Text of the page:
The Italian Space Center in Kenya

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The Luigi Broglio space center in Malindi, Kenya, is an Italian space center outside the national territory, owned by the Sapienza University of Rome and managed by the Italian Space Agency. 

Due to its equatorial location on the Indian Ocean coast, it’s an ideal site for launch activities and ground-based satellite monitoring. The center (Longitude 40.19 degrees east – Latitude 2.99 degrees south) is divided into two sections: the sea segment, which houses the ocean-based launch platform, and the land portion, which houses the data reception center. 

Broglio-Space-Center-san-marco-platform
San Marco launch platform, with a Scout launch vehicle on the launch pad. The pad was a former oil platform

The BSC is no longer utilized as a launch site, even though the ground station is still in operation for satellite communications and tracking with different agencies ( (NASA, ESA, and China National Space Administration). In all, only 23 satellite launches were carried out by the center, from 1966 to 1988. 

The space center was conceived and managed by Professor Luigi Broglio, considered a father of Italian aerospace engineering, and has been active since 1966 when it was inaugurated under the name of Progetto San Marco. The facility, which is around 3.5 hectares in size and located on the Indian Ocean coast about 32 kilometers from Malindi, may be reached via Kenya’s coastline region.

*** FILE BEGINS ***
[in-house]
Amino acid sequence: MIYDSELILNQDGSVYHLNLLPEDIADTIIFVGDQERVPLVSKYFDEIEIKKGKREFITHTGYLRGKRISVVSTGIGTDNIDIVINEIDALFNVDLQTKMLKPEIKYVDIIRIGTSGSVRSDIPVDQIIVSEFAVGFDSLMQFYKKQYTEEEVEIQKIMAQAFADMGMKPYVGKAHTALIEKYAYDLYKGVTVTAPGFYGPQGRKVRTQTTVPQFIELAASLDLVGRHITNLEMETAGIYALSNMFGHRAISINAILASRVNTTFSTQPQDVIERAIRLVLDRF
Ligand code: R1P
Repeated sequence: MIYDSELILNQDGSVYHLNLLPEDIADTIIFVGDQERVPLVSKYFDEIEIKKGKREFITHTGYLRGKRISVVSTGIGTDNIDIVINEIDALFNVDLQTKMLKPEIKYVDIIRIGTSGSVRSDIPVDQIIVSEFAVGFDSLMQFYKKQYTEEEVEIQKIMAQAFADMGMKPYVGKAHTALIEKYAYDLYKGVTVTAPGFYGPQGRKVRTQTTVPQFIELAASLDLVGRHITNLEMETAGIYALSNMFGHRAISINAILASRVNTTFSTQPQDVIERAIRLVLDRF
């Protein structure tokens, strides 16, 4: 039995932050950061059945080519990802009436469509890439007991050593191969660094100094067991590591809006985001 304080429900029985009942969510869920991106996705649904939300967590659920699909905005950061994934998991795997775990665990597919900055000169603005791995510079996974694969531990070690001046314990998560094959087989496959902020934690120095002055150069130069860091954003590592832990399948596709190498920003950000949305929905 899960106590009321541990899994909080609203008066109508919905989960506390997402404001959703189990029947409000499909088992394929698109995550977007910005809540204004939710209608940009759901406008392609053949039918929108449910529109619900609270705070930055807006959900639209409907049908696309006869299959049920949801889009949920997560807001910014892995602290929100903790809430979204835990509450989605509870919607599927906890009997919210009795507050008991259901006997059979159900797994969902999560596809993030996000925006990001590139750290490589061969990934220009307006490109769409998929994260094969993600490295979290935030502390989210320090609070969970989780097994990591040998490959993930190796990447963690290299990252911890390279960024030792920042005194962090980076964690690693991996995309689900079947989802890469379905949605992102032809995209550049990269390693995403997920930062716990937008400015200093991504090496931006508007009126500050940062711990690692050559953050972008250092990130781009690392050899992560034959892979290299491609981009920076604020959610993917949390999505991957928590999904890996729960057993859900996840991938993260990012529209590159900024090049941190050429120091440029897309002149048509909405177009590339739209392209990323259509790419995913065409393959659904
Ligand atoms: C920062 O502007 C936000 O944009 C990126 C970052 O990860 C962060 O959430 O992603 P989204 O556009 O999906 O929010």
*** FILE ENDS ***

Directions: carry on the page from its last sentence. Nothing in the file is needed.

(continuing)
Professor Luigi Broglio
Luigi Broglio showing the San Marco launch pad, May 5, 1981

The Italian launch team, which had been prepared by NASA, was to launch the first rocket from Wallops Island under NASA supervision on December 15, 1964. The goal of the San Marco project was to launch research satellites from a transportable rigid platform near the equator using Scout launch vehicles. The solid-propellant Scout rocket was used to launch low-payload-weight payloads into orbit.

Broglio-Space-Center

The last launch, on March 25th, 1988, was the Scout carrier carrying the San Marco D/L satellite. Since then, the platform has been idle, with just routine maintenance performed on it. 

The land section consists of three ground-based stations (antenna systems) for in-orbit monitoring, as well as a small marina for the docking of the vessels connecting with the platforms. 

San Marco platform was a former oil platform, located to the north of Cape Ras Ngomeni. The Santa Rita platform, a second former oil station southeast of the San Marco platform, controlled launches from the platform, while a smaller Santa Rita II housed the facility’s radar. 

Broglio-Space-Center-san-marco-platform-launch

Source: 1, 2

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